Being able to identify musical intervals will give you the musical prowess required to memorise songs and sharpen your ear training skills.
Fancy being that guitar player who can hear a tune and work out how to play it in a flash, or a writer who can come up with lush sounding melodies on the fly? Learning about intervals is your fast ticket to success in all these areas.
Intervals are simply the musical distance between two notes. This distance is defined by pitch and they are labelled according to number (distance) and quality (sound). Each interval has a unique sound determined by the combination of the harmonic spectrum of sound that each note in the interval produces.
The table below shows all 13 interval names, how many semitones make up each interval distance, and the common used abbreviations for each interval.
The key of C major has been used to illustrate the distance each interval is in relation to the root note. Finally, the table shows you the sound characteristic of each interval.
The best way of training your ear to become familiar with the sound each interval creates is to use well known songs as examples. And this is exactly what we’ll explore a little later in another post.
Let’s take a look at that interval table:
Fig 1.0 - Musical intervals table - all 13 interval names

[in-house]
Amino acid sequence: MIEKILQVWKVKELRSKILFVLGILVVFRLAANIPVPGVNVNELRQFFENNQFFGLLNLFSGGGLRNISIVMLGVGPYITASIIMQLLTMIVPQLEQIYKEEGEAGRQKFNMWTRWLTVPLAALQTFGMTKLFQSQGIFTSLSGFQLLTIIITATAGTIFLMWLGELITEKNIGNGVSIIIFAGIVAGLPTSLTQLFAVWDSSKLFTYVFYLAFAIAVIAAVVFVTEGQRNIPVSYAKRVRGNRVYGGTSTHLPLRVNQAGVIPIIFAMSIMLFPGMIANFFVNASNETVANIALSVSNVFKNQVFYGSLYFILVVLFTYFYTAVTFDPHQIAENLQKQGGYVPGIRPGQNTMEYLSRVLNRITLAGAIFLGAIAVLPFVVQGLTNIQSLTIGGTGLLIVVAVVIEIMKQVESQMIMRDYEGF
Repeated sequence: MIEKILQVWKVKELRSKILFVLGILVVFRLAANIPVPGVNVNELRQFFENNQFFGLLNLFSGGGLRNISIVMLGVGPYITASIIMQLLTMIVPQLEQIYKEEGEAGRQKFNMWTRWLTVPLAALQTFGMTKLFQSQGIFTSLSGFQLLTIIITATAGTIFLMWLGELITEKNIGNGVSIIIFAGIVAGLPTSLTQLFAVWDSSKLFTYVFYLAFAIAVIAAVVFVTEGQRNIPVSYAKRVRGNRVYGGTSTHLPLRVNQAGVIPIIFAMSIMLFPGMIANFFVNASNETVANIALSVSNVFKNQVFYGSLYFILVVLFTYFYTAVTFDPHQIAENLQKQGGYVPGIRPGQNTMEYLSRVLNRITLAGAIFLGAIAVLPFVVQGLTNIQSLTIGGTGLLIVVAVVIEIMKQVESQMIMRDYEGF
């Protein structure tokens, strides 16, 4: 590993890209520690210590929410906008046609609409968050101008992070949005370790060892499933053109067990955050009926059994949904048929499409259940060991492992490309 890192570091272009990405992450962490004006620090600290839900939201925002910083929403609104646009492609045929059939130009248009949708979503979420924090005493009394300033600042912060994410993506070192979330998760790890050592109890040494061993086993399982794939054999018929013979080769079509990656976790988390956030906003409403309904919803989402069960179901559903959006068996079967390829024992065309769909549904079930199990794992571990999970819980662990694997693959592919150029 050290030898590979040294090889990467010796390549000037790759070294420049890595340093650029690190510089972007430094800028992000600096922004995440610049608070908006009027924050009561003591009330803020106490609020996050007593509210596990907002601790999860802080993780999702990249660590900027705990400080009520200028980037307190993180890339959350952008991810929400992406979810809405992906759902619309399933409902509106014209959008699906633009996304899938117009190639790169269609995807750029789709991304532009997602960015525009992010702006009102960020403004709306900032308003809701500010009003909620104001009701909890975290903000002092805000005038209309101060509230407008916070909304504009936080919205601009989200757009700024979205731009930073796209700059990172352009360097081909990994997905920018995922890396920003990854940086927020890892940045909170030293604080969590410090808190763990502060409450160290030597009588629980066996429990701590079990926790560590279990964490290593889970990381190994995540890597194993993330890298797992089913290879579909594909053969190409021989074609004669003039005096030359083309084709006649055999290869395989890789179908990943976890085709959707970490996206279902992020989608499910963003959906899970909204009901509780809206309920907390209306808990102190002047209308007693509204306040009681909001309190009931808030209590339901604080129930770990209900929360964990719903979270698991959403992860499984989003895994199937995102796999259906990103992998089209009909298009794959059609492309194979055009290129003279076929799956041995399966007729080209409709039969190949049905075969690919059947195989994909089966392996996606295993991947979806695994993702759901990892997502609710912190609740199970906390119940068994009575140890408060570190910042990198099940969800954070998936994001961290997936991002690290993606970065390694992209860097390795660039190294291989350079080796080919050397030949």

Making sense of intervals on the guitar fretboard is better to visualise when the intervals are shown on the fretboard, along one string. See the interval diagram that displays all of the chromatic intervals using F as the root note below:
Fig 1.1 - Musical intervals on the guitar neck up one string
The two most important facts about intervals you need to understand to help you improve not just your guitar playing, but your all-round musicianship are:
Fact 1) Intervals occur over the whole fretboard at different locations on each string, but always follow the same pattern.
Fact 2) Intervals are determined in relation to their proximity to a root note.
These are mighty important concepts for you to grasp when it comes to getting intimate with intervals. Both fact 1 and 2 are illustrated in the interval diagram below in Fig 1.2 where you can see the intervals in relation to the F tonic recurring across the whole fretboard.
This interval pattern is exactly the same regardless of the root note. This point is illustrated in the next diagram in Fig 1.3. Here, the root is changed to A. The only thing that changes as you can see, is which fret the pattern begins on.
Fig 1.2 - Musical intervals across the guitar fretboard with an F root note
Fig 1.3 - Chromatic intervals covering the whole fretboard with A as the root note
To improve your learning further on intervals and get your head around how you apply the music theory to the playing, join the mailing list here and be the first to know when the No 1 beginner friendly music theory book, Easy Peasy Guitar Music Theory is released.
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